“Do I look fat in this dress?” is something most partners NEVER want to be asked. It is a loaded question given the diet industry and the societal pressure placed on women and men to look a particular way.
Other classic, but equally disturbing phrases include: Nothing tastes as good as thin feels; A moment on the lips, forever on the hips; Strong not skinny; Losing weight is hard. Being overweight is hard. Choose your hard.
Recently I have been listening to a podcast available through Maintenance Phase, and following several influencers on Instagram that talk about body image and positivity. Here’s a recap:
Resources for Body Image and Positivity
Maintenance Phase hosted by Aubrey Gordon and Michael Hobbs focuses on the misinformation surrounding “health fads, wellness scams and nonsensical nutrition advice”. In other words, everything you have ever thought was true about the diet industry, food, nutrition, and wellness is about to be challenged by these researchers in this podcast. The shocking realities about different types of diets, the body mass index (BMI), fat camps, the obesity epidemic and more, will shift the way you view health information and hopefully inspire you to be more critical about the information you generally accept as fact. I know it did for me.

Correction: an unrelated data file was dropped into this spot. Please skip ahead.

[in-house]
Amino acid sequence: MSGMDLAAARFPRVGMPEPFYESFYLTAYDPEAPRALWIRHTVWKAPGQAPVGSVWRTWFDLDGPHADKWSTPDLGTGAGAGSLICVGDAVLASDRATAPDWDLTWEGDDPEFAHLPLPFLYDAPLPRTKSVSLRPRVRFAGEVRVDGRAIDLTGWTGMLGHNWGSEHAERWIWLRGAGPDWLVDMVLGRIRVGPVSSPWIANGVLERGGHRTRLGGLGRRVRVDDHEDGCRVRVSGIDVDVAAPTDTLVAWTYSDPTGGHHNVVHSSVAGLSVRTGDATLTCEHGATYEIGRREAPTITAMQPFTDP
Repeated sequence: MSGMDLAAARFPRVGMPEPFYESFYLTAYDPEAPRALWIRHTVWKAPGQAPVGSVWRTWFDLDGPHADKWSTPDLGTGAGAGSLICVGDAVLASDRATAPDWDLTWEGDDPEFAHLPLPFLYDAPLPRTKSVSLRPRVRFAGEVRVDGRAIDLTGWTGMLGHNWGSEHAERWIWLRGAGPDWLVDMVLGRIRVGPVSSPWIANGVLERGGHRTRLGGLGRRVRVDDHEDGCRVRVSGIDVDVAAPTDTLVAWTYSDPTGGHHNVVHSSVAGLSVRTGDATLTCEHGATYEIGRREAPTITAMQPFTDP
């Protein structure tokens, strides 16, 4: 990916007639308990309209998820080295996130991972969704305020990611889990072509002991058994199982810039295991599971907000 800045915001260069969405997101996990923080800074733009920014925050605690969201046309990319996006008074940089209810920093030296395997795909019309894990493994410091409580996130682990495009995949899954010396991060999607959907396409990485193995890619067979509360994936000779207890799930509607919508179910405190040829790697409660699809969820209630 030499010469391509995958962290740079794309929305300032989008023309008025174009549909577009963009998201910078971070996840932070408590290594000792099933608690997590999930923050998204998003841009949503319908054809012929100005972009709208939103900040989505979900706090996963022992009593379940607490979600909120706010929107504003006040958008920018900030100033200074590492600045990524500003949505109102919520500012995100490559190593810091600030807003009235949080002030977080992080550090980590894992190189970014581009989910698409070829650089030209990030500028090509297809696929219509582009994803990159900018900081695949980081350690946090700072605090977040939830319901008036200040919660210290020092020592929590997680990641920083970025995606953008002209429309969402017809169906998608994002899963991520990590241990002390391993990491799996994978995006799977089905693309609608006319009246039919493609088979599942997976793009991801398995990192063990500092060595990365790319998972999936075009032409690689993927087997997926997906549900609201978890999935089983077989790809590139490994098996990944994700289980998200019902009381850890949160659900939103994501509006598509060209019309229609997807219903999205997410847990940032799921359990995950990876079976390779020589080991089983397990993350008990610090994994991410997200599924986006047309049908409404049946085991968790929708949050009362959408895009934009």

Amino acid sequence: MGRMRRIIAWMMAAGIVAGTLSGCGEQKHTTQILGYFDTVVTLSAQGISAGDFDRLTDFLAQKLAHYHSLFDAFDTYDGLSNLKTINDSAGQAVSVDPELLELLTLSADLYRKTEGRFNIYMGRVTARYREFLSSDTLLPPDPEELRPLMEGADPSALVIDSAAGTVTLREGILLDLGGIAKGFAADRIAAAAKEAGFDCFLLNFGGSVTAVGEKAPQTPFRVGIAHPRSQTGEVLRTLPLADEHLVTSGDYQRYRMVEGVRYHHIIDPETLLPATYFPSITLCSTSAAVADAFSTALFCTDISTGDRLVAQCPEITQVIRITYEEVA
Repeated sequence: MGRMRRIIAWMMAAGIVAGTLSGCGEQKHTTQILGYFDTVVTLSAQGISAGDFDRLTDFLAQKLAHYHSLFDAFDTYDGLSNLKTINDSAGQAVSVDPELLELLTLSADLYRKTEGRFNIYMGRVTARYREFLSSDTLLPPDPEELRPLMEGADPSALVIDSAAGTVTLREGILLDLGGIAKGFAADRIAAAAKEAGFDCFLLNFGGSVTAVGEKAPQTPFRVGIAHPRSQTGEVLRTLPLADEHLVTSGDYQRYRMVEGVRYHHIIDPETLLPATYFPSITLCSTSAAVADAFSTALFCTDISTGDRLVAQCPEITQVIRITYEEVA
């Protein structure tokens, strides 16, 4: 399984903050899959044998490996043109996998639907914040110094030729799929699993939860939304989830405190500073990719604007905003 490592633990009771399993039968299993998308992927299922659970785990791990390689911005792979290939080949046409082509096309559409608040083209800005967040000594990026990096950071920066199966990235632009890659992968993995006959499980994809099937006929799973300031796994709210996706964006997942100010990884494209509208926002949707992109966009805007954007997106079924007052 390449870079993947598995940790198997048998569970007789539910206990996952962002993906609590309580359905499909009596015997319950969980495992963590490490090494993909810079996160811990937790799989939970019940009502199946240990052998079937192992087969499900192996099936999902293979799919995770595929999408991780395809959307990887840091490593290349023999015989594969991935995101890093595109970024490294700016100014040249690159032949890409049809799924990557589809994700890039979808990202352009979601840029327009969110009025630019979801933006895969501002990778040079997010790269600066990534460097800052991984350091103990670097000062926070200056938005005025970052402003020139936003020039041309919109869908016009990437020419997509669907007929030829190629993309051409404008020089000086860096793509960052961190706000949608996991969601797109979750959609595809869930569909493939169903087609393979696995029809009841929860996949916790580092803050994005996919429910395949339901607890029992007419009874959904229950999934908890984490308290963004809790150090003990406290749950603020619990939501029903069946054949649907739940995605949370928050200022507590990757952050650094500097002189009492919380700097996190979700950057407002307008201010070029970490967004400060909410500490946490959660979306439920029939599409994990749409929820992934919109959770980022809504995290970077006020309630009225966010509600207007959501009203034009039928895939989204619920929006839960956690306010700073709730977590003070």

Jacqueline Hooton, (@hergardengym) promotes sustainable exercise for all ages and sizes. From her perspective loving yourself and your body comes first before any particular size or shape. She understands that many people exercise for reasons other than physical appearance and regularly posts exercises for a variety of fitness levels and videos that are meant to surprise and shock the traditional stereotypes of ageism. If you ever think, “I could never do that because I am too old or too heavy or too thin” or too something then give her a follow.
Sarah Nicole Landry (@thebirdspapaya) regularly shares her thoughts on body positivity and life. Sarah is a mother of four that doesn’t have a problem leading the charge on disordered eating and body image issues by sharing her story and photos of herself that have not been edited. She has no shame in showing her jiggles, stretch marks, bumps and lumps. Sarah has been featured on mainstream media like Cityline, Chatelaine and the National Post to name a few.
If you struggle with body image, disordered eating or generally don’t feel good about your body, I encourage you to seek out more information and support. Information is power and can be the beginning of change.
Listening. Guiding. Caring.